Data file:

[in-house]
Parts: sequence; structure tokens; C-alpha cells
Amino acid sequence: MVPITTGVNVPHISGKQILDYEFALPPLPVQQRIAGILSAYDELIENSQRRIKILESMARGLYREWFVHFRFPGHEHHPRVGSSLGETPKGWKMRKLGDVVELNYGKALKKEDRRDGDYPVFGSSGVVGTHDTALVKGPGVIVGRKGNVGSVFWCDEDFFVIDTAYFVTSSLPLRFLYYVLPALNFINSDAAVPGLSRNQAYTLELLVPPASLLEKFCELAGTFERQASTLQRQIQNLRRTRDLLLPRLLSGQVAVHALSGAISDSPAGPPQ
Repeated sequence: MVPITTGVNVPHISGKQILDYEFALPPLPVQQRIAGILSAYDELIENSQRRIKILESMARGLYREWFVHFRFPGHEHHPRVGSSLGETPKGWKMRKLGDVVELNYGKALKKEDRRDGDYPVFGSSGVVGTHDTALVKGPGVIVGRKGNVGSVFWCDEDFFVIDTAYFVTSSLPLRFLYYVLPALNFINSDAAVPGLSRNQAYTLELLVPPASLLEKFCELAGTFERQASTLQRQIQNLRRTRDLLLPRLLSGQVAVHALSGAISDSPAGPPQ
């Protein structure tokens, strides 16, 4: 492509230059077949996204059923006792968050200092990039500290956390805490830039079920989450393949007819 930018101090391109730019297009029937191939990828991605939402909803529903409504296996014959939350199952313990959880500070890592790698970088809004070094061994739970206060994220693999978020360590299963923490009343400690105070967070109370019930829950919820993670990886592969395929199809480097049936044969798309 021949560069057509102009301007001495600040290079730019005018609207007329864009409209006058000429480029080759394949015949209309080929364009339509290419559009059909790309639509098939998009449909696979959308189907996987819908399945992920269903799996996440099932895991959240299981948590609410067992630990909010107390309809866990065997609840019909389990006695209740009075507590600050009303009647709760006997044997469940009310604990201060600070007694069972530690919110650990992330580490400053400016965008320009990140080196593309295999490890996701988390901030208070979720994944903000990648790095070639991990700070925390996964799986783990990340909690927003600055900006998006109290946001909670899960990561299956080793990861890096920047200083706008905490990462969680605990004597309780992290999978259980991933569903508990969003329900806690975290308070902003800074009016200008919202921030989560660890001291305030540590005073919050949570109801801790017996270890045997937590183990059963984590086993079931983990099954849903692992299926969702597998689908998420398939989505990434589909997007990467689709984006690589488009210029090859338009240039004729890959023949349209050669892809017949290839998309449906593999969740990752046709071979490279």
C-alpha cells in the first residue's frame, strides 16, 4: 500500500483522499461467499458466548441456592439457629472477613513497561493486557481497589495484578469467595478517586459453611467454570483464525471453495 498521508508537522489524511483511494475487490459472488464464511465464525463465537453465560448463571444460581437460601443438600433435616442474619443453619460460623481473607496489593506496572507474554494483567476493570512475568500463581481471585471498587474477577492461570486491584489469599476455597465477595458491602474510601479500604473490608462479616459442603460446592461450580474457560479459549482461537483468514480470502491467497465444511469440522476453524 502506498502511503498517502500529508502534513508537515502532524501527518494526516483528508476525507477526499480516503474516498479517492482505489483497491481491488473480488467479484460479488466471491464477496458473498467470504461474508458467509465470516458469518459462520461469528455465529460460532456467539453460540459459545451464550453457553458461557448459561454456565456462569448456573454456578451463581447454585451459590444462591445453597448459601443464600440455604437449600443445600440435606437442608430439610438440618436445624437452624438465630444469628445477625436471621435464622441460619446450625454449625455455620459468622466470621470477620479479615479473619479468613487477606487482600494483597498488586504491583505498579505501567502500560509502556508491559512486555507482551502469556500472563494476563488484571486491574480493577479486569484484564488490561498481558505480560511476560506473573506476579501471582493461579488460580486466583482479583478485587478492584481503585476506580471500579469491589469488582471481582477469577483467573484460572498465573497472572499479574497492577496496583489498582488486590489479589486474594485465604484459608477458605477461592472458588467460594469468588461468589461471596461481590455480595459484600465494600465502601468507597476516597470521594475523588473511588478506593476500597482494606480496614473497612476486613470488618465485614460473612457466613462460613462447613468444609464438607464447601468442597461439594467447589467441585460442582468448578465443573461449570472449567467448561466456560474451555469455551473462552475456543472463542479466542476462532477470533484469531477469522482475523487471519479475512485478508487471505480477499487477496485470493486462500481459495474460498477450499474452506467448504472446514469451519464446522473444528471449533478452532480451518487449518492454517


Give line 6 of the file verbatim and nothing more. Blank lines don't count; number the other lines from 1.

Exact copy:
C-alpha cells in the first residue's frame, strides 16, 4: 500500500483522499461467499458466548441456592439457629472477613513497561493486557481497589495484578469467595478517586459453611467454570483464525471453495 498521508508537522489524511483511494475487490459472488464464511465464525463465537453465560448463571444460581437460601443438600433435616442474619443453619460460623481473607496489593506496572507474554494483567476493570512475568500463581481471585471498587474477577492461570486491584489469599476455597465477595458491602474510601479500604473490608462479616459442603460446592461450580474457560479459549482461537483468514480470502491467497465444511469440522476453524 502506498502511503498517502500529508502534513508537515502532524501527518494526516483528508476525507477526499480516503474516498479517492482505489483497491481491488473480488467479484460479488466471491464477496458473498467470504461474508458467509465470516458469518459462520461469528455465529460460532456467539453460540459459545451464550453457553458461557448459561454456565456462569448456573454456578451463581447454585451459590444462591445453597448459601443464600440455604437449600443445600440435606437442608430439610438440618436445624437452624438465630444469628445477625436471621435464622441460619446450625454449625455455620459468622466470621470477620479479615479473619479468613487477606487482600494483597498488586504491583505498579505501567502500560509502556508491559512486555507482551502469556500472563494476563488484571486491574480493577479486569484484564488490561498481558505480560511476560506473573506476579501471582493461579488460580486466583482479583478485587478492584481503585476506580471500579469491589469488582471481582477469577483467573484460572498465573497472572499479574497492577496496583489498582488486590489479589486474594485465604484459608477458605477461592472458588467460594469468588461468589461471596461481590455480595459484600465494600465502601468507597476516597470521594475523588473511588478506593476500597482494606480496614473497612476486613470488618465485614460473612457466613462460613462447613468444609464438607464447601468442597461439594467447589467441585460442582468448578465443573461449570472449567467448561466456560474451555469455551473462552475456543472463542479466542476462532477470533484469531477469522482475523487471519479475512485478508487471505480477499487477496485470493486462500481459495474460498477450499474452506467448504472446514469451519464446522473444528471449533478452532480451518487449518492454517